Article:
Over Coffee #4 – German naval diplomacy and some other developments

The buzz this week is about German naval diplomacy, represented by the deployment of the frigate, Bayern, in the Indo-Pacific, showing Germany’s initial commitment in the Indo-Pacific. Plus, some minor updates on politics and defense in Southeast Asia.

Coffee first: I’m having a blast trying out different blends from 20mL. It’s quickly becoming my favorite which serves its own proprietary blend of beans (along with some single origin beans). My recommendation this week is the Caramello blend, which is a bolder version of the brighter Mochademia blend. Hints of dark chocolate are prevalent and I might have tasted some spices. If the Mochademia is like a Snickers bar, the Caramello is like eating a granola bar loaded with 84% dark chocolate.

As usual, I am not affiliated with any of these products.

German naval diplomacy

In 2020, Germany unveiled its policy guidelines for the Indo-Pacific. It lists seven principles which guide German engagement in the region, namely European action, multilateralism, upholding rules-based order, human rights, development, inclusivity, and equality. The deployment of the Brandenburg-class frigate, Bayern, in the Indo-Pacific marked the first German naval deployment in nearly two decades.

After a stop in South Korea, the frigate was supposed to make a port call in Shanghai. Beijing, however, rejected the port call. After crossing the South China Sea last week, the frigate Bayern arrived in Singapore. It is scheduled to dock in Changi Naval Base for two weeks.

German Ambassador to Singapore, Norbert Riedel, affirmed the Bayern’s mission as a means to affirm the “universal character and primacy of the UN Convention on the Law of the Sea”. Ambassador Riedel also lauded the mission as an “early tangible outcome of Germany’s Indo-Pacific policy guidelines.”

The German Chief of Navy, VADM Kay-Achim Schönbach, also delivered a Fullerton Lecture, which was hosted by the International Institute for Strategic Studies (IISS). In the lecture, Schönbach reiterated Germany’s Indo-Pacific interests, emphasising that Germany’s interests were inevitably tied to the Indo-Pacific, particularly in maintaining the freedom and safety of sea trade routes. Schönbach also hinted of future regular naval deployments in as early as 2023, alongside Air Force and Cyber Defense Units training with regional partners.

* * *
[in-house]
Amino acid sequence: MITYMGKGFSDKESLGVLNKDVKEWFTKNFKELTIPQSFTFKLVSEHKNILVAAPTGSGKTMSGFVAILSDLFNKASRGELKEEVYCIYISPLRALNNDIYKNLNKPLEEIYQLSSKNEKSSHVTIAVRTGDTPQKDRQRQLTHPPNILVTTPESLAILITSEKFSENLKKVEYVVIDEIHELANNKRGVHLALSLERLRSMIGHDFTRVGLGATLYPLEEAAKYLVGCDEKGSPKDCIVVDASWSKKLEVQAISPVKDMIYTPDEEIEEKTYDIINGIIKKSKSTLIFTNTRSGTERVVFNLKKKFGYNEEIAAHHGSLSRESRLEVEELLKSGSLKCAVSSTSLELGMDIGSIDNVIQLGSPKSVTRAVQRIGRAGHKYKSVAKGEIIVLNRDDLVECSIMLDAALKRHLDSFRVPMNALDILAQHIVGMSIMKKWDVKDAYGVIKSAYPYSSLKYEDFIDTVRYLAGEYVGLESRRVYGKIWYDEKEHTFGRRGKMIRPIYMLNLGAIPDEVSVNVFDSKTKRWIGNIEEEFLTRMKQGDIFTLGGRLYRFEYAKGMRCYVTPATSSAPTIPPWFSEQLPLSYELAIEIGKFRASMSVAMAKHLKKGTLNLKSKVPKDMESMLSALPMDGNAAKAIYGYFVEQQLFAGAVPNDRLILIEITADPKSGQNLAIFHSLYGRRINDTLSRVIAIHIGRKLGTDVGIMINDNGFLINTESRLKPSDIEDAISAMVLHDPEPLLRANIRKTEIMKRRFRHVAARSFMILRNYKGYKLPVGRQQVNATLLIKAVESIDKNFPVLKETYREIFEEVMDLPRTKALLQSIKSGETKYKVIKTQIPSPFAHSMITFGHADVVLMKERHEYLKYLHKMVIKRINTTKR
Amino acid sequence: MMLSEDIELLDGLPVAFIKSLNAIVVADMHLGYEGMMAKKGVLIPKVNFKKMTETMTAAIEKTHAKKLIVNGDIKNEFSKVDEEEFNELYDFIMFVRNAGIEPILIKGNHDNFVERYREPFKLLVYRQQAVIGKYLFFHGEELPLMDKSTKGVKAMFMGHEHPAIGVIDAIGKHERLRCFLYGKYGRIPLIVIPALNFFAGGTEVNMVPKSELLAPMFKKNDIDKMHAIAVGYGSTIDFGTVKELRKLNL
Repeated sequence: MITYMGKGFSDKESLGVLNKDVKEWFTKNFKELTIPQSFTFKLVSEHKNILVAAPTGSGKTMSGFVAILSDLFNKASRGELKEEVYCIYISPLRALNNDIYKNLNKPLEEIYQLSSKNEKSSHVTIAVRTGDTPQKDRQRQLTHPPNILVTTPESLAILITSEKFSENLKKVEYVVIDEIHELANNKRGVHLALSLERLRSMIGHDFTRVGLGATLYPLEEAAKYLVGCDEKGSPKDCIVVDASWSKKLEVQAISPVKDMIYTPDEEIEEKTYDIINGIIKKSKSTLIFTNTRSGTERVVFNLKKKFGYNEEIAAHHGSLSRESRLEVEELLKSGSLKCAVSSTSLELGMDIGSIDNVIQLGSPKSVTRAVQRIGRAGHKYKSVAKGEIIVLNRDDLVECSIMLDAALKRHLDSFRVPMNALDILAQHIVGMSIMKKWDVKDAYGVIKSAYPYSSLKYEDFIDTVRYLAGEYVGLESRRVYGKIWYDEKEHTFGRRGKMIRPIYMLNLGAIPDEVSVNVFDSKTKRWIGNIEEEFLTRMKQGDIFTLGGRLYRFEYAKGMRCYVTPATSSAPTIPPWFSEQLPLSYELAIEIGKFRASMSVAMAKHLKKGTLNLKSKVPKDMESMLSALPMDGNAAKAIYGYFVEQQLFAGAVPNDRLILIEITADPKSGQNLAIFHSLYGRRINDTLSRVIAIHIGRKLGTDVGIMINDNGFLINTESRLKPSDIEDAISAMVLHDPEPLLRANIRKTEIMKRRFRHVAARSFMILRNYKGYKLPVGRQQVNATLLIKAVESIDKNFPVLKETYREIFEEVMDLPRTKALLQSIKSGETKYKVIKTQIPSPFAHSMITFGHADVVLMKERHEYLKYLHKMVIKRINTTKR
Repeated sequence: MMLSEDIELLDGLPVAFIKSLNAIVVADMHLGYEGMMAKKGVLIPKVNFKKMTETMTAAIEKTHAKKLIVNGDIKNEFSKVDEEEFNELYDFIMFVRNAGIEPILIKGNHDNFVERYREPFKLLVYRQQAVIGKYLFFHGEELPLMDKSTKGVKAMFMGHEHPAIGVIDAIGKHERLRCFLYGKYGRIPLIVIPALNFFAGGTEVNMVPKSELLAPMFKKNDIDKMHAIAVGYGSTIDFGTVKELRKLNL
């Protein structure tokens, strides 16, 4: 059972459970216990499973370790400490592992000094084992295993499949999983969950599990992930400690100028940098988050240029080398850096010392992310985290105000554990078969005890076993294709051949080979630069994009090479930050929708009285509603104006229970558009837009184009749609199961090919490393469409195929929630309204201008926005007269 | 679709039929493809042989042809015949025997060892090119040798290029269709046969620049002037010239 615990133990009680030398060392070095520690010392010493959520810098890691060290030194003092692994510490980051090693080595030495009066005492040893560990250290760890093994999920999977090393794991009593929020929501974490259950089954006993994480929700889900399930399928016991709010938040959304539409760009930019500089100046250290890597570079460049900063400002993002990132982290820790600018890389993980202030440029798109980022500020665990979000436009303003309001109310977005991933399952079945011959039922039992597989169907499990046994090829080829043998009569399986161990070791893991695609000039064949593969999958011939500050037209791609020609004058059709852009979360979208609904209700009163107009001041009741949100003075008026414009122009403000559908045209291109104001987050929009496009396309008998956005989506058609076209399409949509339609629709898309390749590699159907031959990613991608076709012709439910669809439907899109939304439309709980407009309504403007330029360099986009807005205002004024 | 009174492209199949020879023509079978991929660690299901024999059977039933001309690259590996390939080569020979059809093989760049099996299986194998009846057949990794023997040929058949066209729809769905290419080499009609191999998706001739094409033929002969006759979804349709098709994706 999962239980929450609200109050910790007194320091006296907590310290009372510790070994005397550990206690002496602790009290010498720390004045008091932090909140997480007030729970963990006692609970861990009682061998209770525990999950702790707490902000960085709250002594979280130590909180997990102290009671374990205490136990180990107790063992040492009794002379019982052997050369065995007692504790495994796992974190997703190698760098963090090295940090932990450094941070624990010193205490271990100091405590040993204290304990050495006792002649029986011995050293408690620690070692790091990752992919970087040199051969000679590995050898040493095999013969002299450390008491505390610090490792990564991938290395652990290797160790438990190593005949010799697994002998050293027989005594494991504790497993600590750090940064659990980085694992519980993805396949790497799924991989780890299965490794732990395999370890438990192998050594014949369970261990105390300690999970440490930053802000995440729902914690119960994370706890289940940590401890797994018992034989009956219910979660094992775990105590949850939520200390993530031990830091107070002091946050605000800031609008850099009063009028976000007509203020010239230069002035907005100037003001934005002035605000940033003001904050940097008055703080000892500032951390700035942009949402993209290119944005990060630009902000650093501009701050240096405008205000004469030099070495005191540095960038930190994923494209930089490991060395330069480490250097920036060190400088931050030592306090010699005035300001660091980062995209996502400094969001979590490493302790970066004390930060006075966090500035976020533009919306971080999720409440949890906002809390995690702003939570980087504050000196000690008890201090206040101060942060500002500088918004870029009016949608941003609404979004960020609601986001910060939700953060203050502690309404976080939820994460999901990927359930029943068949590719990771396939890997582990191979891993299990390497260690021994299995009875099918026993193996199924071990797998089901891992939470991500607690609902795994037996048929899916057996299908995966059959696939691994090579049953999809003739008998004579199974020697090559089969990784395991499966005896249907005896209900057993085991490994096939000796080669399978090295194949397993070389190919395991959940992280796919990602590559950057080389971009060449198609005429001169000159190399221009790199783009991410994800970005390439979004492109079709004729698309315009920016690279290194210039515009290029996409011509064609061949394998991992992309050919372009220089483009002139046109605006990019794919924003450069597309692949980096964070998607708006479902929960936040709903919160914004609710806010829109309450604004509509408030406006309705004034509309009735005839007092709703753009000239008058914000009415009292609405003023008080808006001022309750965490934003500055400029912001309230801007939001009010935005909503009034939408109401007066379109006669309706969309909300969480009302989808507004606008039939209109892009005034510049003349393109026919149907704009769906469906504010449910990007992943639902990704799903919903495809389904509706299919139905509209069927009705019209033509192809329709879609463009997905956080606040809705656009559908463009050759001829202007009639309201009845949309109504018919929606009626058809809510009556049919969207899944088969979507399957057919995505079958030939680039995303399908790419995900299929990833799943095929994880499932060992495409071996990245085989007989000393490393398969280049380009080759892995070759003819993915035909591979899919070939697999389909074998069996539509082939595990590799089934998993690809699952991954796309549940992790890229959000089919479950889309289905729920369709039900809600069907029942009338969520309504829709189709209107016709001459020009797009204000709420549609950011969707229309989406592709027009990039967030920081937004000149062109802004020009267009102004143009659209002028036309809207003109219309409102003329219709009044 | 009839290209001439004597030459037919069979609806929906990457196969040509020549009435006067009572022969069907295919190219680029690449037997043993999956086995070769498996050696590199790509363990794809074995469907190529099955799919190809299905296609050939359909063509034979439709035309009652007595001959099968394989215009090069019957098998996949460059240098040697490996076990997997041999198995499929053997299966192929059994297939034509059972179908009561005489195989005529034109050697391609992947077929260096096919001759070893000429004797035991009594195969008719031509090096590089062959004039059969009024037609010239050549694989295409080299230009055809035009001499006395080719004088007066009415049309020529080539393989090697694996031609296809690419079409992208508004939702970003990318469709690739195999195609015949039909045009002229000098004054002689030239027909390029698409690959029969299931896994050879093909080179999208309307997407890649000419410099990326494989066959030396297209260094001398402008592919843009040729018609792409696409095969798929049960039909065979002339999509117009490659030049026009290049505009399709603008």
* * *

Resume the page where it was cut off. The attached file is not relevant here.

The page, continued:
The Bayern’s journey could be interpreted as testing the waters. Schönbach admits that a period of learning would be necessary, considering Germany’s long absence from the region.

In the bigger picture, the Bayern’s deployment adds to the increasing number of actors in the Indo-Pacific. If the progress report is any indication, Germany is highly committed to being an Indo-Pacific player.

And some other developments, mostly from Indonesia

  • Malaysia receives the Rencong, its fourth Keris-class littoral mission vessel (LMV). The delivery of the Rencong marks the completion of Malaysia’s LMV procurement deal with China which began in March 2017. The LMVs will join the Eastern Fleet.
  • A landmark sexual violence prevention bill, which was supposed to be deliberated and passed this year by Indonesian parliament, continues to be delayed and defanged. This is despite a surge in cases of reported sexual violence across the country. Activists have called on the government to accelerate deliberation on a more potent version of the bill.
  • Earlier this week, Indonesia unveiled a “green” industrial zone worth USD 129 billion located in North Kalimantan. The 30,000-hectare industrial zone is expected to be a manufacturing hub for green technology, such as batteries for electric vehicles, and solar panels. According to Luhut Pandjaitan, there are 10 major Chinese investors involved in the project.
  • Indonesia has settled on a deal to acquire F-15 Eagle and Rafale fighter aircraft, scrapping a previous deal for Su-35 aircraft from Russia. The Indonesian Air Force expects an acquisition of up to three squadrons (around 36 aircraft in total of either Eagles or Rafale) to be delivered gradually, starting from 2027.
  • Singapore drags on into its fifth year of leadership transition, which might affect the continuity of the People’s Action Party.

That’s all I can cover for this week! This is the last recap of the year as I will be going on a well-deserved end-of-year break. Merry Christmas and a Happy New Year to all!

Header image: Frigate Bayern (Wikimedia Commons)

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